Fluoride/Human IQ Studies
23 published studies report an association of reduced IQ with high fluoride exposure. Click here for complete summary.
In the summer of 2008, the following two reports reviewed the published studies reporting an association of high fluoride exposure and reduced IQ. The fluoride levels in water in these studies range from 0.88 – 9.4 ppm.
Connett M, Limeback H.
Fluoride and its effect on human intelligence. A systematic review.
International Association for Dental Research 83rd General Session and Exhibition. Toronto, Canada.
Poster 2205. July 4, 2008.
Tang Q-Q, Du J, Ma H-H, Jiang S-J, Zhou X-J.
Fluoride and Children’s Intelligence: A Meta-analysis.
Biol Trace Elem Res. 2008 Aug 10. 2008.
The Tang et al. study cites 16 studies, including 5 Chinese studies that we did not know about. FAN plans to have them translated.
The Connett & Limeback review, published prior to Tang et al., found 18 out of 20 studies reporting an association to fluoride exposure and lowered IQ.
The Fluoride journal published 6 of the translated Chinese studies on fluoride’s impact on IQ in its April-June 2008 edition (Qin-1990, Chen-1991, Guo-1991, Liu-2000, Hong-2001, Li-2003) and will publish more translated studies in later editions.
Twelve (12) the human/IQ studies were originally published in Chinese. Julian Brooke translated these studies into English under contract with Fluoride Action Network.
In their review of the toxicology of fluoride, the committee who authored the 2006 National Research Council of the National Academies report on fluoride (NRC), cited only 3 of the 23 studies in its ‘Findings on Human Cognitive Abilities’, and cited 6 of the 23 studies in its references (Yang et al., 1994; Li et al., 1995; Lin et al., 1991; Zhao et al., 1996; Lu et al., 2000; Xiang et al., 2003). 5 studies (including one untranslated Chinese study) were published after the NRC was released. The NRC report stated:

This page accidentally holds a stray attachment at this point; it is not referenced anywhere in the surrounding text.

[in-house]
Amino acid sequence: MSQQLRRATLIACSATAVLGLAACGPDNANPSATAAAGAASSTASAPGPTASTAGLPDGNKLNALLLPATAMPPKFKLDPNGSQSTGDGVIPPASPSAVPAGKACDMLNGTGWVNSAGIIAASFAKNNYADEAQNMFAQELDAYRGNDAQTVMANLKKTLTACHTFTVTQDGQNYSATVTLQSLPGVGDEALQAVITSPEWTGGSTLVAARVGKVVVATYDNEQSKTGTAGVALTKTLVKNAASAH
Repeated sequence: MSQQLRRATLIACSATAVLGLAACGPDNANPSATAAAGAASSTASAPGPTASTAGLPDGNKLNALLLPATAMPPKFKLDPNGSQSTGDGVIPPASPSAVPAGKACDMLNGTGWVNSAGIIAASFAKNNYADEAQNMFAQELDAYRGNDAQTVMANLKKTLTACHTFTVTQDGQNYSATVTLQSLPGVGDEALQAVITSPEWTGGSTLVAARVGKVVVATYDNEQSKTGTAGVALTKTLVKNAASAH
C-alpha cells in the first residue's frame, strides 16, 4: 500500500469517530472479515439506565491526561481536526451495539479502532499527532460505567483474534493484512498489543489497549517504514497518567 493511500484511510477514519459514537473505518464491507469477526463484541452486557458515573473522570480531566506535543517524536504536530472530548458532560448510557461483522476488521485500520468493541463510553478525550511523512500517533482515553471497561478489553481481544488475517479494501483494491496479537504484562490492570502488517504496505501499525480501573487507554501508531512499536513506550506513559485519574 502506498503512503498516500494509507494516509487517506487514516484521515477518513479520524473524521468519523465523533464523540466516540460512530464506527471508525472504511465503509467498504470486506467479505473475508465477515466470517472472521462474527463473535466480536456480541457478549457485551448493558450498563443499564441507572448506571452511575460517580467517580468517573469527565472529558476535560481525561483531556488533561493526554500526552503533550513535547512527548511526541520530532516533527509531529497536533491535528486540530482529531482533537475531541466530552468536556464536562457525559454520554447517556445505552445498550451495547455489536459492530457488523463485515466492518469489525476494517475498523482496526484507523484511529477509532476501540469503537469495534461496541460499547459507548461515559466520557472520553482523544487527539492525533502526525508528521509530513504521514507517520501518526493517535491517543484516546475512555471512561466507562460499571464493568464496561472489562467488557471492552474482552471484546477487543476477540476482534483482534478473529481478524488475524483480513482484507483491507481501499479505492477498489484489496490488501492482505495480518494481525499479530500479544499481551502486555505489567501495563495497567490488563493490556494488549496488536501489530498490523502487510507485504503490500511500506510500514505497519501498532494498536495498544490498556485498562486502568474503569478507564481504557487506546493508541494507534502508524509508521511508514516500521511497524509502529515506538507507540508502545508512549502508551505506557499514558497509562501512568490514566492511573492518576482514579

Human Cognitive Abilities.
In assessing the potential health effects of fluoride at 2-4 mg/L, the committee found three studies of human populations exposed at those concentrations in drinking water that were useful for informing its assessment of potential neurologic effects. These studies were conducted in different areas of China, where fluoride concentrations ranged from 2.5 to 4 mg/L. Comparisons were made between the IQs of children from those populations with children exposed to lower concentration of fluoride ranging from 0.4 to 1 mg/L. The studies reported that while modal IQ scores were unchanged, the average IQ scores were lower in the more highly exposed children. This was due to fewer children in the high IQ range. While the studies lacked sufficient detail for the committee to fully assess their quality and their relevance to U.S. populations, the consistency of the collective results warrant additional research on the effects of fluoride on intelligence. Investigation of other mental and physiological alterations reported in the case study literature, including mental confusion and lethargy, should also be investigated.
Ref: bottom of page 220 to page 221
The NRC report also stated:
On the basis of information largely derived from histological, chemical, and molecular studies, it is apparent that fluorides have the ability to interfere with the functions of the brain and the body by direct and indirect means. To determine the possible adverse effects of fluoride, additional data from both the experimental and the clinical sciences are needed.